Togo and Benin
The coastlines of the two small West African states, Togo and Benin, are similar and can be discussed together. Togo has an 80 km coastline and Benin about 110 km. The large West African Pre-Cambrian shield slopes beneath a coastal belt of Cretaceous, Tertiary, and Quaternary rocks 35–130 km wide. The Upper Tertiary sedimentary capping rocks consist of continental sandy clays, called the Terre de Barre (barral means clay in Portuguese), which form a plateau 20–70 m above sea level.
This plateau was deeply incised by rivers during Pleistocene low sea level phases, but the valleys thus formed have been partly filled by Late Pleistocene and Holocene sediment that form the coastal complex, bounded along the Atlantic shore by a long, straight, monotonous sandy barrier beach which impounds a chain of lagoons and swamps.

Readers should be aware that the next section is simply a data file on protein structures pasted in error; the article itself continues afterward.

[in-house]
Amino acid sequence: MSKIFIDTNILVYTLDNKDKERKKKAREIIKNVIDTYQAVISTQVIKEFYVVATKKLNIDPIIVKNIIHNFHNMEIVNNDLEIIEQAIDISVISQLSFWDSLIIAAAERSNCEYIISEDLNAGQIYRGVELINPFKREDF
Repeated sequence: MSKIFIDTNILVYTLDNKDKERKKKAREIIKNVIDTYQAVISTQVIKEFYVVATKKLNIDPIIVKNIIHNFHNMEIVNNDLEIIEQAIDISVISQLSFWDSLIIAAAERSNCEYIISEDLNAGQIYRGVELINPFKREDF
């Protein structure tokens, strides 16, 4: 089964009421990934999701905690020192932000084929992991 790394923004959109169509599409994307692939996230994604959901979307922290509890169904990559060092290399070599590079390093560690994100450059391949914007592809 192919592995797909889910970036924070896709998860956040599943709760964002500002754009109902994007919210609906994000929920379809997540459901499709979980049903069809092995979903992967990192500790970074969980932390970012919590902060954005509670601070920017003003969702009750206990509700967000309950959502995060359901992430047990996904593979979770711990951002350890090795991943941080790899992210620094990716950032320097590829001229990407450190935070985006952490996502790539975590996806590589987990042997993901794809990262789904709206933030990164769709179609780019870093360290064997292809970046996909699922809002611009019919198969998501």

The Togo and Benin has a humid tropical climate with two rainy seasons (May–July and October–November) and a relatively dry season from December to May. Lomé has...
KeywordsBeach Ridge Marine Transgression Coastal Barrier West African State Lagoon Floor
- Guilcher A (1959) Coastal sand ridges and marshes and their continental environment near Grand Popo and Ouidah, Dahomey. Proceedings of the 2nd coastal geography conference, Office of Naval Research, Washington, D.C., pp 155–167Google Scholar